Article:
2009 Chevrolet Camaro Concept Car

We knew what we had to do. Get the first photo ever of a 2009 Camaro doing a burnout — or at least a car that’s a dead ringer for the 2009 Camaro doing a burnout.

So there we were last July near the set of Transformers, cruising along the roads surrounding an old aircraft hangar in Playa Vista, California. We were driving “Bumblebee,” the Camaro that’s the star of this summer’s sure-to-be-blockbuster, looking for the perfect place to blaze the hides off its rear tires.

It’s amazing that we even got permission. “A burnout?” one Paramount Pictures publicity person asked us. “What’s that?”

Driving a Transformer

After lots of assurances that it wouldn’t hurt their movie star except burn some rubber off the rear tires — and despite the agonizing trepidation of both the studio and General Motors — there we were cruising around Howard Hughes’ old digs and shooting photos, trying to find the sweet spot where the light would perfectly catch the blue-gray haze.

With filming taking place so far in advance of production of the 2009 Chevy Camaro, getting the new Camaro into Transformers took massive cooperation between Detroit and Hollywood. The result of this effort is one of the most impressive automotive movie props ever built — a fully functional, fiberglass-bodied replica of the concept car first shown at the 2006 North American International Auto Show. It looks just like the concept car, only it’s painted a better color and actually moves under its own power.

This is a movie prop, so it in no way necessarily indicates how the production Camaro will drive. In fact it has more in common with the just-discontinued, Aussie-made Pontiac GTO because under all that plastic there is a GTO — pulled straight out of GM’s engineering R&D fleet. This feat is in itself nearly as impressive a feat of fabrication as any production car. And this car drives well. In fact it even did its own stunts.

Yeah, it’s fake. But this car and its identical twin (movie companies can’t wait around for a busted car to be fixed so there’s always at least one duplicate) are great fakes.

Getting the Part
There are a shockingly large number of Transformers enthusiasts out there. Weaned on the original Hasbro toys and several television cartoon series, plus comic books, these boys (and they have been virtually all boys) spent the 1980s obsessed with the battle pitting Bumblebee and the other Autobots against the evil Decepticons. Of course, every one of these Transformers geeks knows that the original Bumblebee was a Volkswagen Beetle. But the movie Bumblebee is — purists be damned — a Camaro. Actually two Camaros — first a clapped-out ’76 F-body that later becomes the ’09 version.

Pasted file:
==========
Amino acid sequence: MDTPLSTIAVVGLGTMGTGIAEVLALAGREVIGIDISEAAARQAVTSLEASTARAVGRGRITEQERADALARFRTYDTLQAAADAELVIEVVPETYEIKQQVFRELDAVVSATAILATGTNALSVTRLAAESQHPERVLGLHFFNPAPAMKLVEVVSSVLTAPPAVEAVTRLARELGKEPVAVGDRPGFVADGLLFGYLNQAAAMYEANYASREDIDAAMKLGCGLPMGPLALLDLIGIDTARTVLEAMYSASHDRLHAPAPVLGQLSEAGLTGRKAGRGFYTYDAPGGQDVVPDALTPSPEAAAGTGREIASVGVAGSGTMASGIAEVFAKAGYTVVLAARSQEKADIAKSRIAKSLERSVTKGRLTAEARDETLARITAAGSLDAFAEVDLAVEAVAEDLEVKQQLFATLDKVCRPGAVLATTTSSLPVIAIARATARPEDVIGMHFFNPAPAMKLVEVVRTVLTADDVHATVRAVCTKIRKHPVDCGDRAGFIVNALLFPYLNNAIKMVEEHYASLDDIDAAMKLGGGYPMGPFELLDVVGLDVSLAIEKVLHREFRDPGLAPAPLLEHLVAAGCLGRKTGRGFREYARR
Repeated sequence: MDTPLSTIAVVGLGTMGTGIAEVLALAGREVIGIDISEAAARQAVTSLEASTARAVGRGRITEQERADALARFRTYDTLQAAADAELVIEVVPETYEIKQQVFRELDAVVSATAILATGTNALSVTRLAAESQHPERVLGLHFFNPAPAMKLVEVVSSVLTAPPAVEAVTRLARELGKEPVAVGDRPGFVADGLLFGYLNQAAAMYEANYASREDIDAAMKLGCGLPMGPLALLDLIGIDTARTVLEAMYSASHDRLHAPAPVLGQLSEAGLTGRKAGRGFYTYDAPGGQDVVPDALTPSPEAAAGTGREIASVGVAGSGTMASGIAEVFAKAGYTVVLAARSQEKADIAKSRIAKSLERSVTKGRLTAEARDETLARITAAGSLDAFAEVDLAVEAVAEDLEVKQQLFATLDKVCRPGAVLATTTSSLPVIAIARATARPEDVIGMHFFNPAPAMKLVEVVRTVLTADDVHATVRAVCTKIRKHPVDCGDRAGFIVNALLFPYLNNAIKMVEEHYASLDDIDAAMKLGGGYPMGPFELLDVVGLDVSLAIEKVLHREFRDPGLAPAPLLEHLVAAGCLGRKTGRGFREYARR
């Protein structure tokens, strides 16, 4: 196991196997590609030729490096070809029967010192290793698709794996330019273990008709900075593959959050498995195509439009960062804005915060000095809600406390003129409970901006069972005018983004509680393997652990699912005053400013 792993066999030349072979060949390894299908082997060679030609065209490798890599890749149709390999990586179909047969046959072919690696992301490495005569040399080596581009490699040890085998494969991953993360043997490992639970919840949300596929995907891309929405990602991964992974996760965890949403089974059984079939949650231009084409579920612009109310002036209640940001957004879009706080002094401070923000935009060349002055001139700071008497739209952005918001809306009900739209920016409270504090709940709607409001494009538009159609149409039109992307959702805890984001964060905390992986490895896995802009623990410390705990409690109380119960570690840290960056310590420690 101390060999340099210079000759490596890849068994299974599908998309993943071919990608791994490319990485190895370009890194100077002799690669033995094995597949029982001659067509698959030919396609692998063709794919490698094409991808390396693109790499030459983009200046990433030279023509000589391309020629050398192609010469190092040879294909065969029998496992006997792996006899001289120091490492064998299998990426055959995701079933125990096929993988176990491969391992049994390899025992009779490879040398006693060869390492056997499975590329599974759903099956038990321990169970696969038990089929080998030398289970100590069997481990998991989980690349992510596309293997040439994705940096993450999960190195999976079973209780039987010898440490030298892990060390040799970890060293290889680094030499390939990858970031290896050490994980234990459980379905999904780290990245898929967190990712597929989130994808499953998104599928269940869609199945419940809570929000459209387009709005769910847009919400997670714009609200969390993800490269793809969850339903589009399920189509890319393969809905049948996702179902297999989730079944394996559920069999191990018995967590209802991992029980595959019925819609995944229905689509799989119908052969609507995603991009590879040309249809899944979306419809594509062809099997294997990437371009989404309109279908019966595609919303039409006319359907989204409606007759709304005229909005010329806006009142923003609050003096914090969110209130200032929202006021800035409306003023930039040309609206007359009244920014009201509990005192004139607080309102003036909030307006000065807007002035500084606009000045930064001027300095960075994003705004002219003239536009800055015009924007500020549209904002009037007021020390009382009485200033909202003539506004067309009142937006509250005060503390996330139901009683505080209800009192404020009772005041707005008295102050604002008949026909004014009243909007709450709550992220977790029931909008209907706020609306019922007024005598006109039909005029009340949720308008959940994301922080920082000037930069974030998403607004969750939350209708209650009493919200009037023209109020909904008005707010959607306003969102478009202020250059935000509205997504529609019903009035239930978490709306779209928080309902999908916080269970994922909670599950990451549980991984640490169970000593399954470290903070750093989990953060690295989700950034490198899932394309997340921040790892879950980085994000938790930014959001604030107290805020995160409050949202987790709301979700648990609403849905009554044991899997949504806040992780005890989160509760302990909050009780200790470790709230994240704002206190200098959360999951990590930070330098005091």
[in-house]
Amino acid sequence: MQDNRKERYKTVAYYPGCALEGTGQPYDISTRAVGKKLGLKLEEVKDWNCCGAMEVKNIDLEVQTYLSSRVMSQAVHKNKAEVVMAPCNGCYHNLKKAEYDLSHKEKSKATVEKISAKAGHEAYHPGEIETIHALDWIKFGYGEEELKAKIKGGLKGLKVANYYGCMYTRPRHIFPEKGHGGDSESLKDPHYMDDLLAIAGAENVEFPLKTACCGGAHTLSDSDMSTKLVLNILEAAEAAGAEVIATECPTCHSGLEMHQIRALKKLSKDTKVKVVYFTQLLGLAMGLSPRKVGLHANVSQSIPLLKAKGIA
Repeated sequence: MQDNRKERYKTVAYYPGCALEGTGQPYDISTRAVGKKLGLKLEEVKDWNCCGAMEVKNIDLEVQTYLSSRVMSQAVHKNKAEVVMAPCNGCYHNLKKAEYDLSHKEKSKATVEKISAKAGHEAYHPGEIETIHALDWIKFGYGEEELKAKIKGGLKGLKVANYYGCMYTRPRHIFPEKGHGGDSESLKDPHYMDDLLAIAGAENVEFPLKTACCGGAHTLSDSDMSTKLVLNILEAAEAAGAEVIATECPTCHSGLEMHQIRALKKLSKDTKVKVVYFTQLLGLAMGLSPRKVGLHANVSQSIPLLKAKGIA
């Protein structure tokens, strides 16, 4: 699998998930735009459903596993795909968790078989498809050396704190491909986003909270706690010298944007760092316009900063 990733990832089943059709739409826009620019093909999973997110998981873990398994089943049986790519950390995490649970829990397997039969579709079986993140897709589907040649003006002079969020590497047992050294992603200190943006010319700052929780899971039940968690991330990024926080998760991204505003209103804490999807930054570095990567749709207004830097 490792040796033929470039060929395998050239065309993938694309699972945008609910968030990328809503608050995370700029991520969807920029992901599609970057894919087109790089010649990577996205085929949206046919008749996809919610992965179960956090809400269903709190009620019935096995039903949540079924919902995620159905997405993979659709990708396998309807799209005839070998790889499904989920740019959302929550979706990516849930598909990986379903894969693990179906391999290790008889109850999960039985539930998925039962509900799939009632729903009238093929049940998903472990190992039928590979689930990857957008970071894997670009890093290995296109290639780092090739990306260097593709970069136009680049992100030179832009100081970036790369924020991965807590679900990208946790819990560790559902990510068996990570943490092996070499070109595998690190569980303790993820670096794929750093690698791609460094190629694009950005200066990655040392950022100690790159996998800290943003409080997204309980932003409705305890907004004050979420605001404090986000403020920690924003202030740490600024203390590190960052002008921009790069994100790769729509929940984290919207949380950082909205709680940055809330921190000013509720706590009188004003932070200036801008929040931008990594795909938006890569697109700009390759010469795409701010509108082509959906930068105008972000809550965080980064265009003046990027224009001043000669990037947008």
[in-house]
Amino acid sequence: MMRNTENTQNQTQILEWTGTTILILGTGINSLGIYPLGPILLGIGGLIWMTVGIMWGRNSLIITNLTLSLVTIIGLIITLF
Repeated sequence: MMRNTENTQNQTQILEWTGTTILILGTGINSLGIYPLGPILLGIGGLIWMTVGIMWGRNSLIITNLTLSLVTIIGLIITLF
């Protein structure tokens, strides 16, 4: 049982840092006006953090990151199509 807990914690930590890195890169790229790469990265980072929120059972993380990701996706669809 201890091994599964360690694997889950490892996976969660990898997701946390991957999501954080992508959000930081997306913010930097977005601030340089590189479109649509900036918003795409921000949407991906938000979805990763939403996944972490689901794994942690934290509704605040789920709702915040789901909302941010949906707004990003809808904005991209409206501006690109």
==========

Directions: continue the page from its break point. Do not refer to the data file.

“This is kind of a special movie in that the cars are characters,” says director Michael Bay. “I wanted to find a special car and I have the best relationship with GM. They took me into their skunkworks and I saw this car. I said, ‘That’s the car.'” Not only did Bay know GM, since he has directed numerous GM commercials (he was also one of the first owners of a Chevy SSR truck), but also GM is unsurprisingly familiar with the film’s producer, Steven Spielberg.

“I didn’t hesitate and saw the opportunity,” explained Steve Tihanyi, GM’s general director for marketing alliances and entertainment. “There was really no hesitation. It was only whether I could deliver what he needed. We’ve done a lot of things together. This movie is going to be chock-full of product.” With filming to take place throughout 2006, getting the two “Camaros” necessary for filming would take a stupendous effort.

Saleen’s Thrash
General Motors is in the business of building thousands of vehicles every day. But when it comes to building just two of a type, well, that’s not GM’s gig. That’s where Saleen Specialty Vehicles comes in. Yeah, it’s that Saleen: the company that made its bones building high-performance variants of the Ford Mustang. But its facility in Troy, Michigan, where the Ford GT was assembled, is also one of Detroit’s most respected builders of show vehicles, and it even already had some movie experience.

Saleen was hired by GM at the suggestion of Steve Mann, the picture vehicle coordinator on Transformers, who while doing similar duties on the 2005 film XXX: State of the Union, had worked with Saleen in creating movie-car versions of Ford’s Cobra concept. But beyond that, Mann had also worked directly with Steve Saleen on 2003’s Hollywood Homicide and, coincidentally, their daughters had been roommates for a year while attending USC. In short, Steve Mann knew what Saleen could accomplish.